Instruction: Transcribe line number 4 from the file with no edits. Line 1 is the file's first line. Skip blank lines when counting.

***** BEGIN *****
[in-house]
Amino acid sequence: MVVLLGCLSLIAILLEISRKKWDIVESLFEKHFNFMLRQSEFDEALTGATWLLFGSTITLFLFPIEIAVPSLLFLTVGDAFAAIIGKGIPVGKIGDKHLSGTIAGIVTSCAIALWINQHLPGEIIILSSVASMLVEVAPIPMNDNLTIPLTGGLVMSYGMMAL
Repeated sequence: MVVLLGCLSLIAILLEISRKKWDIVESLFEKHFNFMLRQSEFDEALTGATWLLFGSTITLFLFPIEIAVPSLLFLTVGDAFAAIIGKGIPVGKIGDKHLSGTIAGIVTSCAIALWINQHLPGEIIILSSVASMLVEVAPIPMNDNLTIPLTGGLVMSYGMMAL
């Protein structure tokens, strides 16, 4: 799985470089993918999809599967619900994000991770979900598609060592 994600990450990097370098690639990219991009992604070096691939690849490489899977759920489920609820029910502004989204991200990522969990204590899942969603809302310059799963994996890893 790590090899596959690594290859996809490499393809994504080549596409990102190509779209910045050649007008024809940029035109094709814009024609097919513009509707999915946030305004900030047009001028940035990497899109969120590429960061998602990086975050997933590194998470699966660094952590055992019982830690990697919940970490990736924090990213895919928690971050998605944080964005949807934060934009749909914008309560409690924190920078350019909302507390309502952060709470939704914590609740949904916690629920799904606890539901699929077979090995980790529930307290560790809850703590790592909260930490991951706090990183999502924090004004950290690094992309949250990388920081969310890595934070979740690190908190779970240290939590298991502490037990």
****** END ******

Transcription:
């Protein structure tokens, strides 16, 4: 799985470089993918999809599967619900994000991770979900598609060592 994600990450990097370098690639990219991009992604070096691939690849490489899977759920489920609820029910502004989204991200990522969990204590899942969603809302310059799963994996890893 790590090899596959690594290859996809490499393809994504080549596409990102190509779209910045050649007008024809940029035109094709814009024609097919513009509707999915946030305004900030047009001028940035990497899109969120590429960061998602990086975050997933590194998470699966660094952590055992019982830690990697919940970490990736924090990213895919928690971050998605944080964005949807934060934009749909914008309560409690924190920078350019909302507390309502952060709470939704914590609740949904916690629920799904606890539901699929077979090995980790529930307290560790809850703590790592909260930490991951706090990183999502924090004004950290690094992309949250990388920081969310890595934070979740690190908190779970240290939590298991502490037990």